Emphysema & Chronic Bronchitis: Living With COPD

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Emphysema and chronic bronchitis are commonly grouped into one category and referred to as chronic obstructive pulmonary diseases, or COPD, by most physicians. According to the American Lung Association (ALA), COPD is one of the leading causes of death in the United States. Here, we’ll take an in-depth look at these two forms of COPD and how to live with them. For starters, let’s define both emphysema and chronic bronchitis. 

Emphysema: Emphysema describes the damaged air sacs in a person’s lungs, which causes them to lose their elasticity. These air sacs are vital for the exchange of oxygen that’s inhaled from the air and the carbon dioxide in one’s blood. Eventually, damage to these air sacs results in permanent fissures in the tissues of a person’s lungs. The end result of emphysema is a limited air supply, which causes a person to frequently feel out of breath, especially during physical activity.

Chronic Bronchitis: Chronic bronchitis is defined as coughing for three months in two consecutive years. Moreover, it occurs when the airways to one’s lungs are damaged and lose their elasticity. This often occurs due to long-term smoking, but it can also stem from genetic factors. The affected airways limit the amount of air being passed, resulting in a hoarse cough. The cough then causes an excess of mucus that further blocks the airways, resulting in constant shortness of breath, wheezing, and chest tightness. 

Causes of Emphysema and Chronic Bronchitis

Emphysema and chronic bronchitis are so closely related that they have been placed into one category — COPD. Physicians will often refer to both diseases as COPD since one disease often accompanies the other. The reason for this? In all likelihood they are caused by the same thing: smoking cigarettes.

Cigarette smoking is the leading cause of COPD, although long-term exposure to other airborne irritants, such as dust, pollution, and chemical fumes, may also cause this condition. However, according to the ALA, approximately 85 to 90% of all COPD deaths are related to smoking. This is why it is so important to quit smoking as soon as possible if you start to develop COPD symptoms.

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Additionally, both emphysema and chronic bronchitis are gradual diseases, meaning they don’t appear suddenly like other conditions or infections. Prolonged exposure to irritants, primarily tobacco smoke, is the only way one could develop COPD. 

Interestingly enough, many people who suffer from emphysema and chronic bronchitis attribute their declining health, harsh cough, incessant wheezing, and difficulty breathing to “smoker’s lung” or “smoker’s cough.” Sadly, those who ignore the signs and symptoms of COPD may visit their healthcare provider after their condition is in an advanced state, leading to life-threatening respiratory problems, and, in some cases, heart failure.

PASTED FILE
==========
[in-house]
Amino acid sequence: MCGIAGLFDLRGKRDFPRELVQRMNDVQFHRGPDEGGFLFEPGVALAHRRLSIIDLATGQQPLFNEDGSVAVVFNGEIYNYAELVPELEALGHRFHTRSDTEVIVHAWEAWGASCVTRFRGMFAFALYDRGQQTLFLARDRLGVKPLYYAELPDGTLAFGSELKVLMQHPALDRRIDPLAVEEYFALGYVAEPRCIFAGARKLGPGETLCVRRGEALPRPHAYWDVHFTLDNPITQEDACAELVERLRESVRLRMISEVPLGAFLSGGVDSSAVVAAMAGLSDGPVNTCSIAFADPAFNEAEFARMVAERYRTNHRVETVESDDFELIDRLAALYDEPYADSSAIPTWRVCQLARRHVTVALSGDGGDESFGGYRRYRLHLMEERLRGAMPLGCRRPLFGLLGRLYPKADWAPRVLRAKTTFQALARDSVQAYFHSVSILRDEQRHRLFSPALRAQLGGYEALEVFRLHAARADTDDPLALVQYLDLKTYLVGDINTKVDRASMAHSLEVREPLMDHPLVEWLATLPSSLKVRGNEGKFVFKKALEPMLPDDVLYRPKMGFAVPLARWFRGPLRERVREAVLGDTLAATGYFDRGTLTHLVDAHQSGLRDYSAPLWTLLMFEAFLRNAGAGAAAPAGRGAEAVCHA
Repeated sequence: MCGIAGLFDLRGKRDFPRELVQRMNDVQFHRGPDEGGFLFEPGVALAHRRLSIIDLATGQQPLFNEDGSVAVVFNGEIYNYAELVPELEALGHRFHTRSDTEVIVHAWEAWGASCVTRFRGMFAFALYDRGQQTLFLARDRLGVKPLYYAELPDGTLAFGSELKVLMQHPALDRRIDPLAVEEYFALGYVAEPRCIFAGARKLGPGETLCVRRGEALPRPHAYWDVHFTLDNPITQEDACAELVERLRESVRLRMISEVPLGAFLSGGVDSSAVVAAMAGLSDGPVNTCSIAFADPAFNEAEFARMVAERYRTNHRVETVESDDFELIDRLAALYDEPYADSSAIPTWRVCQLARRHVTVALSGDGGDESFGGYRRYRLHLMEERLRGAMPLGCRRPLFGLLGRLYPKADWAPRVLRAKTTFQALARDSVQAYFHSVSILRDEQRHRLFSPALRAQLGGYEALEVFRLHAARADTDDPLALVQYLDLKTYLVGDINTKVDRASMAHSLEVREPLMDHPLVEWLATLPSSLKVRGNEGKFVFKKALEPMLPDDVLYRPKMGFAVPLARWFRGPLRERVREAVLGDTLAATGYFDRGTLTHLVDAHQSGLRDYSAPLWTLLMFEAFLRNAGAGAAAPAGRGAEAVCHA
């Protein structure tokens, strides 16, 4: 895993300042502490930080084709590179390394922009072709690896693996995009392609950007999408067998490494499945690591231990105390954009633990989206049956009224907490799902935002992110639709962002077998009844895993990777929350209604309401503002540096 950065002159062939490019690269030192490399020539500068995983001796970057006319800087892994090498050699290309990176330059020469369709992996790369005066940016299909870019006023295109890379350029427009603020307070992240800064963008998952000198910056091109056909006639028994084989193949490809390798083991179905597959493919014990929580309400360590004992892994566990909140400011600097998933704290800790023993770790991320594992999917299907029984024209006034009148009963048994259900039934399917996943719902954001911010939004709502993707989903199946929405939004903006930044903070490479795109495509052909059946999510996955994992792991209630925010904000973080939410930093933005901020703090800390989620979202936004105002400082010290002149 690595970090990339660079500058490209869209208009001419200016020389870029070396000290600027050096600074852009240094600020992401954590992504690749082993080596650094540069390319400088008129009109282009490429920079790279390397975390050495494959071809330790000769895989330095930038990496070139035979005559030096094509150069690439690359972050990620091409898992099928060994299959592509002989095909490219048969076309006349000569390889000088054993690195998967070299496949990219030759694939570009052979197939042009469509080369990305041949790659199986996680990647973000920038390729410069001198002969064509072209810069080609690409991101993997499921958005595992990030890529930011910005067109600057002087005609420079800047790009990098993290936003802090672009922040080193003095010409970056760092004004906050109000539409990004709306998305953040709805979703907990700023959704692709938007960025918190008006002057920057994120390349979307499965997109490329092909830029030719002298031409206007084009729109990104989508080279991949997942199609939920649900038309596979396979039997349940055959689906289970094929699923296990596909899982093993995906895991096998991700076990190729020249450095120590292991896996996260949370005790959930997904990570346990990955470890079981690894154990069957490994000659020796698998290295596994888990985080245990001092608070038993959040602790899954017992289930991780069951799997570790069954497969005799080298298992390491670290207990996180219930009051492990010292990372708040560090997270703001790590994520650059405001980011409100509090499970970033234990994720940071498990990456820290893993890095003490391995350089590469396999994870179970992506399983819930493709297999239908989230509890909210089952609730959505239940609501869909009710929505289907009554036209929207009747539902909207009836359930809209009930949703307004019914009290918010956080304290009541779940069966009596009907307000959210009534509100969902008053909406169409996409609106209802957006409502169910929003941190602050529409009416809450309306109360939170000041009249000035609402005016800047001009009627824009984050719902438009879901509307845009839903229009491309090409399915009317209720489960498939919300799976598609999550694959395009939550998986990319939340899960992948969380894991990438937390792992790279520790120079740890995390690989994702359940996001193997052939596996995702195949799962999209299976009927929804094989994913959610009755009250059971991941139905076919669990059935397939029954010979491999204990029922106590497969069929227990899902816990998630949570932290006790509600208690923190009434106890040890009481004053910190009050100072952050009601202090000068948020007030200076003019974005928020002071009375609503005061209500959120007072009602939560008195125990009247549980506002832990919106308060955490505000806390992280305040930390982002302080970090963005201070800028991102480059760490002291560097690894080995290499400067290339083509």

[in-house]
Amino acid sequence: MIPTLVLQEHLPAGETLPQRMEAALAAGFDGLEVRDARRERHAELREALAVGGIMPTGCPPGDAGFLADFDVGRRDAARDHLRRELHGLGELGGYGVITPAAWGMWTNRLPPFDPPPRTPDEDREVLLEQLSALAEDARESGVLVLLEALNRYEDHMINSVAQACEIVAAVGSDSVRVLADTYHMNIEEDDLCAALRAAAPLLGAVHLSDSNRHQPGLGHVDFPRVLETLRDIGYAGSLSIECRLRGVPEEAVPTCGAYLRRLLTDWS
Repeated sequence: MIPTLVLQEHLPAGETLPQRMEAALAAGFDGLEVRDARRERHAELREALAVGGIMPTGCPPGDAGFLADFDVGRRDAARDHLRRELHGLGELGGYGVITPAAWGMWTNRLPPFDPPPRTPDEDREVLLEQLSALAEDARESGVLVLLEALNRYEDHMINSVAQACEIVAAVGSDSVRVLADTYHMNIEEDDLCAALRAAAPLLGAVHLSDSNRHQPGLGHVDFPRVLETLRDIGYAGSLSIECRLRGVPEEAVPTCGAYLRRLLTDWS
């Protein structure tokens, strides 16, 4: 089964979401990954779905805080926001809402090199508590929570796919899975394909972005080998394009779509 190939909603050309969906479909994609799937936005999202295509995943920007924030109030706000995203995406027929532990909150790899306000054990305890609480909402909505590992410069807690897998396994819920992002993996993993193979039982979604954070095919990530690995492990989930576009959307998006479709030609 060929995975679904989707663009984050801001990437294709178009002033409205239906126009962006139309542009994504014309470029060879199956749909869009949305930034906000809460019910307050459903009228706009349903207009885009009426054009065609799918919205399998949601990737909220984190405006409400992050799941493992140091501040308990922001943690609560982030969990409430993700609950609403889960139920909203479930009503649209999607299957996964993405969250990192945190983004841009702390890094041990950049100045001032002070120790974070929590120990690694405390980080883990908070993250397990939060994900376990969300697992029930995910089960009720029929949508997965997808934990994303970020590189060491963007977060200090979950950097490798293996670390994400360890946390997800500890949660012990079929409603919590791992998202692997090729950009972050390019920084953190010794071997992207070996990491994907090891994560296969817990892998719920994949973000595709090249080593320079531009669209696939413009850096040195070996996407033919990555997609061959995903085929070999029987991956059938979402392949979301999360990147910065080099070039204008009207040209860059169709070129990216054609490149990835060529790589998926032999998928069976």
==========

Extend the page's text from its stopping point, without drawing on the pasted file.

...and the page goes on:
Is There a Cure for COPD?

Unfortunately, there is no cure for emphysema or chronic bronchitis to date. While COPD is a progressive disease that gradually becomes worse over time, there are still certain steps, medications, and lifestyle changes that one can implement to improve their quality of life. This includes the following: 

Quit Smoking: If you smoke, it is never too late to quit. The first step that anyone should take when dealing with COPD? Quit cigarette smoking immediately. Even though one can’t undo the damage or stop the progression of COPD, they can slow or mitigate the damage done to their lungs by quitting. 

Breathing Exercises: With COPD, regular breathing can become quite a task. Exercise and physical activity also become excruciatingly difficult to deal with. Those suffering from COPD can be sent to a respiratory therapist who can teach them special breathing exercises. Pursed-lip breathing and diaphragm breathing exercises won’t reverse the effects of COPD, but these techniques can make breathing easier for those suffering from emphysema or chronic bronchitis.

Lifestyle Changes: Those suffering from COPD must learn to adopt a healthier lifestyle. This includes more exercise and healthier eating habits. Many people with COPD may find any form of exercise to be quite difficult due to shortness of breath, difficulty breathing, and an overall lack of endurance. However, they must push through the pain if they wish to enhance their physical abilities.

Consult a Physician Regularly: Regular check-ups — and visiting the doctor whenever complications arise — are important when managing COPD. The biggest mistake one can make? Ignoring the signs and symptoms of COPD. With the aid of trained experts and specialists, one can manage COPD and receive the proper diagnosis and treatment so as to prevent further complications.